A laundry additive created by researchers from the University of Sheffield and the London College of Fashion turns clothing into a photocatalytic material that can help remove nitrogen oxides (NOx) from the air. One of the most prominent air pollutants, nitrogen oxides are emitted from the exhausts of ICE-powered vehicles and aggravate asthma and other respiratory diseases. The researchers claim one person getting around town in clothing treated with the additive for a day would be able to remove roughly the same amount of nitrogen oxides produced by the average family car each day.
Dubbed “CatClo,” (short for Catalytic Clothing), the liquid laundry additive contains pollution-eating titanium dioxide (TiO2) nanoparticles that, in daylight, oxidize the nitrogen oxides in the fabric when they come into contact with them in the air. The treated nitrogen oxides, which are odorless, colorless and pose no pollution hazard, are then either dissipated harmlessly in the wearer’s sweat of removed in the next wash.
The researchers say the additive itself is also completely harmless and unnoticeable to the wearer. Additionally, because the TiO2 nanoparticles grip to fabrics very tightly, items of clothing only need to be washed in the additive once.
Because the additive is photocatalytic, meaning that the chemical reaction requires light to take place, the clothing best performs its air-purifying magic when worn out in daylight. The researchers claim CatClo treated clothing can remove around 5 grams of nitrogen oxides from the air in the course of a day, which is roughly equivalent to the amount of nitrogen oxides emitted from the exhaust of an average family car each day.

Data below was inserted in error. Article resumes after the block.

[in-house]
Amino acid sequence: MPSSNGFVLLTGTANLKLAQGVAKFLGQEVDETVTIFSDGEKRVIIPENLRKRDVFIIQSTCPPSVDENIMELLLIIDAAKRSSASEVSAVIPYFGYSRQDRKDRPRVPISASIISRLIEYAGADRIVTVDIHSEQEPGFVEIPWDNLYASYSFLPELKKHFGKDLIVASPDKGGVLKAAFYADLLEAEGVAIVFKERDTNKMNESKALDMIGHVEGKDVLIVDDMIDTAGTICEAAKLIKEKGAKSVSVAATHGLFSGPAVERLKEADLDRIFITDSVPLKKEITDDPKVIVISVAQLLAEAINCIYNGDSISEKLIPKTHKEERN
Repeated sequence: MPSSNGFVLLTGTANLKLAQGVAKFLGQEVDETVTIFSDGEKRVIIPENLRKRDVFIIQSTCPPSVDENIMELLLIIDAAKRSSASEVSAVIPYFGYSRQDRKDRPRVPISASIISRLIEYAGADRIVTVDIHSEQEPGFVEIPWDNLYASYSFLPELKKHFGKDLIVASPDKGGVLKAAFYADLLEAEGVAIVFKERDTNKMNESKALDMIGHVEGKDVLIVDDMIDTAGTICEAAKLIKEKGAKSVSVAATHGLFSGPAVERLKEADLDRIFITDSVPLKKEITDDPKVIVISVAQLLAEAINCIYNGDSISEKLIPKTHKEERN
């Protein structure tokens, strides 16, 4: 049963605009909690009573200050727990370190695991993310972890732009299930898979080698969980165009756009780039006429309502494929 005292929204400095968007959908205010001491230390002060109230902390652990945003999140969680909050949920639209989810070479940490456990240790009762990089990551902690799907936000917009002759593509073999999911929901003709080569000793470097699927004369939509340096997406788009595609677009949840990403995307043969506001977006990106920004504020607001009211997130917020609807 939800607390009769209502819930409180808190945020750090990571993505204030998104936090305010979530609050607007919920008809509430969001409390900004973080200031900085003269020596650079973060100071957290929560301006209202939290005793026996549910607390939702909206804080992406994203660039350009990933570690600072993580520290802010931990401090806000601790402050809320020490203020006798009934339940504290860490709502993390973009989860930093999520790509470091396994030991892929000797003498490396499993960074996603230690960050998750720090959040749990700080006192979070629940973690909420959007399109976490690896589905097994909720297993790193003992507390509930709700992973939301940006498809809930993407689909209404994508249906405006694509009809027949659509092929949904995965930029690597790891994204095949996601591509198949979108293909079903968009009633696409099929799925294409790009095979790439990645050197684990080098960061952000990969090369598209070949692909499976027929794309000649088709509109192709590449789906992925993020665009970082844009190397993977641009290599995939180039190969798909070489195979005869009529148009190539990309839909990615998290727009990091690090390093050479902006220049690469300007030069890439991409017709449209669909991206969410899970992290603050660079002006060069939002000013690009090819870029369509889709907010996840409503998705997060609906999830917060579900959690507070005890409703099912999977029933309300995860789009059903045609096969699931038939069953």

The additive was used to create Wendy, the 14-meter (46 ft) high air-purifying sculpture covered in nylon fabric sprayed with CatClo that was on display at New York’s Museum of Modern Art (MoMA) earlier this year. The researchers say that over a 10-week period, Wendy soaked up nitrogen oxides equivalent to the amount produced by around 260 cars.
“If thousands of people in a typical town used the additive, the result would be a significant improvement in local air quality”, says Professor Ryan OBE of the University of Sheffield. “This additive creates the potential for community action to deliver a real environmental benefit that could actually help to cut disease and save lives. In Sheffield, for instance, if everyone washed their clothes in the additive, there would be no pollution problem caused by nitrogen oxides at all.”
The researchers say that as well as the benefits to general air quality, individuals with respiratory conditions could also improve the quality of the air they breathe by wearing clothes treated with CatClo.
The additive is said to function particularly well on denim, which is why a “Field of Jeans” display highlighting the benefits of the technology will be featured as part of the Manchester Science Festival that runs from October 27 to November 4.
The research team is currently working with a manufacturer to bring CatClo to market, with Professor Ryan estimating that using the additive in a final rinse of a full washing load would potentially cost as little as 10 pence (approx. US$0.16).
Source: University of Sheffield
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